July 21, 2007

We'll Try To Liberate Ourselves, Thank You Very Much...

Akbar Ganji, arguably Iran's leading dissident, exhorts the U.S. to summon the basic common sense (harder than it seems, these days...) not to mount a calamitously misguided attack on Iran. A representative excerpt below, though I'd recommend reading the whole piece:

A military attack on Iran would also yield terrible political consequences. It would foster the growth of fundamentalism in the region, which would be bad for the United States and other Western countries and even worse for the Islamic world. Fundamentalism—with its inhuman view of women, hatred of freedom and democracy, and denigration of human rights—is a significant factor in the underdevelopment of Islamic communities. Fundamentalists largely reject Western art, morality, philosophy, culture, and science, though they make an exception for technologies of violence. This narrow-minded view of some of humanity’s great achievements is particularly harmful to Muslims. But a military attack on Iran would reignite the conviction that the Judeo-Christian West, led by the United States, is assaulting the world of Islam, from Afghanistan and Palestine to Iraq and Iran; and it would encourage the view that fundamentalist methods are the best way to fight the non-Muslim invaders. Western governments must not equate the battle against fundamentalism with a battle against Islam—as President Bush does when he describes the “war on terror” as a “crusade,” or when he speaks of “Islamic fascism.” It not only isolates moderate and democratic Muslims; it also provides fertile ground for fundamentalists among them.

We can already see this dynamic at work. After the 1997 election of Mohammad Khatami as president of Iran, civil society, human rights, and political freedoms became the dominant concerns in Iranian political life. The current U.S. military threat has given the Iranian government a freer hand in repressing Iran’s budding civil society in the name of national security, provided a pretext to entrust key political posts to military and security officers, and so eclipsed democratic discourse that some Iranian reformists see themselves caught between domestic despotism and foreign invasion. [emphasis added]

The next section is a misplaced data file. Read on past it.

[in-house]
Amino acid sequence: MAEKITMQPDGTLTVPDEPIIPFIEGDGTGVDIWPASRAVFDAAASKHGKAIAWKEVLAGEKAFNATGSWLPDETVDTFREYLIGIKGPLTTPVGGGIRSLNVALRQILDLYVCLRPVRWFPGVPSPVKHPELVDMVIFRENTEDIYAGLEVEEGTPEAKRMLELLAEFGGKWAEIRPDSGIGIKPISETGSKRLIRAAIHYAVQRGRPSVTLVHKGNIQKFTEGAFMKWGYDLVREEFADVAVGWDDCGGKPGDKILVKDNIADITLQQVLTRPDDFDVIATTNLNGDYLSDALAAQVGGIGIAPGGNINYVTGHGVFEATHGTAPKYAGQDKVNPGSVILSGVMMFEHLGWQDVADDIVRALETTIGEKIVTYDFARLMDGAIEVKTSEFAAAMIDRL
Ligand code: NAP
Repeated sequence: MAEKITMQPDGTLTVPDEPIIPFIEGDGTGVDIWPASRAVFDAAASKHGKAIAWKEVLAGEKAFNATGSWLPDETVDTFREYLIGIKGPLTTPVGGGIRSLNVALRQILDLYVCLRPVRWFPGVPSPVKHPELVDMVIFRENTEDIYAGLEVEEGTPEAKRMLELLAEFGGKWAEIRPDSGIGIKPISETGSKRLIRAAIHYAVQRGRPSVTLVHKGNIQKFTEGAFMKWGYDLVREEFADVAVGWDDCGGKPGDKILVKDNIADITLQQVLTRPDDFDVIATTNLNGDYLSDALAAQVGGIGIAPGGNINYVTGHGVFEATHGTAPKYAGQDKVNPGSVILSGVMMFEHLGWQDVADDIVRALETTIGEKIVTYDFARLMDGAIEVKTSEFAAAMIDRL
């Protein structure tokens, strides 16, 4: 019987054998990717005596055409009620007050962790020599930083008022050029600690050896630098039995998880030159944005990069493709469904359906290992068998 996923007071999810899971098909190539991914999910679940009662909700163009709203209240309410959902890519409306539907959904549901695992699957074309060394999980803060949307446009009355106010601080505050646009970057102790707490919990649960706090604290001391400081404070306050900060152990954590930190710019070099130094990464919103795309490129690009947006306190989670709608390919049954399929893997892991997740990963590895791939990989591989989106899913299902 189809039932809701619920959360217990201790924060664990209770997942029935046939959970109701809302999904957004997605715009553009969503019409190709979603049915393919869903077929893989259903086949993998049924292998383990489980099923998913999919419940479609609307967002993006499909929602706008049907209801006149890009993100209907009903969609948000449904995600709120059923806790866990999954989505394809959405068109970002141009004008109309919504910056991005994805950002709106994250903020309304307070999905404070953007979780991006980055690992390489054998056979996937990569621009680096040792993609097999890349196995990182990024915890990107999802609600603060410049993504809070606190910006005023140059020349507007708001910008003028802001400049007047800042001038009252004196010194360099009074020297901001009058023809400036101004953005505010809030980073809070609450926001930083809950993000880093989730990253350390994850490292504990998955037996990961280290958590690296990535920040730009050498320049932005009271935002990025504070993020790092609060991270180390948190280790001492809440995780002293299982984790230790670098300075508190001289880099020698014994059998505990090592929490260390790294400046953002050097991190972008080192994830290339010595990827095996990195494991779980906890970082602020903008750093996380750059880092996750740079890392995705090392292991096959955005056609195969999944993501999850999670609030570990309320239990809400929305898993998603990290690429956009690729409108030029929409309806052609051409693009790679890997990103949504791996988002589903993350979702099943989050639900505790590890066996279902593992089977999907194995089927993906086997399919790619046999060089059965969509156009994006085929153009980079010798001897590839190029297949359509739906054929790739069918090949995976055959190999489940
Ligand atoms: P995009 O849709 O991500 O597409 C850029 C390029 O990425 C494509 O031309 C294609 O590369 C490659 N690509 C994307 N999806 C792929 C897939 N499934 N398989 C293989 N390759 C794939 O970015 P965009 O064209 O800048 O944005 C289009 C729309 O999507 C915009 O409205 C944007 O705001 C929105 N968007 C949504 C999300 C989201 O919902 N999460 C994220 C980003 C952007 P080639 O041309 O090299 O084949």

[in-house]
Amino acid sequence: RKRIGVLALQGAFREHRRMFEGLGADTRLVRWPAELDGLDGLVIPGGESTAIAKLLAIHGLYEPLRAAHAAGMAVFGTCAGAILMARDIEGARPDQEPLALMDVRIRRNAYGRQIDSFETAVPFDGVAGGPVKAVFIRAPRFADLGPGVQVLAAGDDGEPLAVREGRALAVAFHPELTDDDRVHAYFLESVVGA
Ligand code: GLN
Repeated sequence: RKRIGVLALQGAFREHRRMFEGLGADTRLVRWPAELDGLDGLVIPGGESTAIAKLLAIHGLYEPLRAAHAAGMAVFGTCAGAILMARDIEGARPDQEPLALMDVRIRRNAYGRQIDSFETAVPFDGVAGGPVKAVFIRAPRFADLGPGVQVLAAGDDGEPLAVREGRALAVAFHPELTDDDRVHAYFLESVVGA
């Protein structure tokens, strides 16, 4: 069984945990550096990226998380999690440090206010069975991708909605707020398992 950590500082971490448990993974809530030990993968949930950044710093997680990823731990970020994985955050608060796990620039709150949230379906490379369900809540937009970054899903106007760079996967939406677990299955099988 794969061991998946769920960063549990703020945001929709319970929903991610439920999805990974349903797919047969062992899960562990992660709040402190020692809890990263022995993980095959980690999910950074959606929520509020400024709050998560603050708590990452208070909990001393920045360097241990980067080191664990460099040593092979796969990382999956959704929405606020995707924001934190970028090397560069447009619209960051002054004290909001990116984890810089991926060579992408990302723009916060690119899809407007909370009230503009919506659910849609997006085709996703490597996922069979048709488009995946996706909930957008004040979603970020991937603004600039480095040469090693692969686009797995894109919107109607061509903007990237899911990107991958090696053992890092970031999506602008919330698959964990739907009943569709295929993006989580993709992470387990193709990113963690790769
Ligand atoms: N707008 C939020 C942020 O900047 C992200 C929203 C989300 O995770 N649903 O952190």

Put differently, Washington's neo-cons, as well as Teheran's, are engaged in a vicious cycle of fear-mongering.

Posted by Gregory at July 21, 2007 02:09 AM
Comments

We have always been at war with Oceania....

It never ceases to amaze me that people forget that Iran was undergoing a "soft revolution" prior to the installation of Bush in the White House --- and that people don't realize that the spectre of an externam threat is the easiest way to get a nation to accept authoritarian rule. If we'd had sane leadership over the past 6 and a half years, Iran would be, if not an ally, at least a partner in the war on terror -- and would be far closer to a democratic state than our "friends" like Saudi Arabia, Egypt, and Kuwait.

Posted by: p_lukasiak at July 22, 2007 01:35 AM | Permalink to this comment Permalink

'They want to do to us what they did to Iraq' has got to be the most powerful propaganda theme that's ever been used.

Posted by: Barry at July 24, 2007 04:09 PM | Permalink to this comment Permalink

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Gregory Djerejian comments intermittently on global politics, finance & diplomacy at this site. The views expressed herein are solely his own and do not represent those of any organization.


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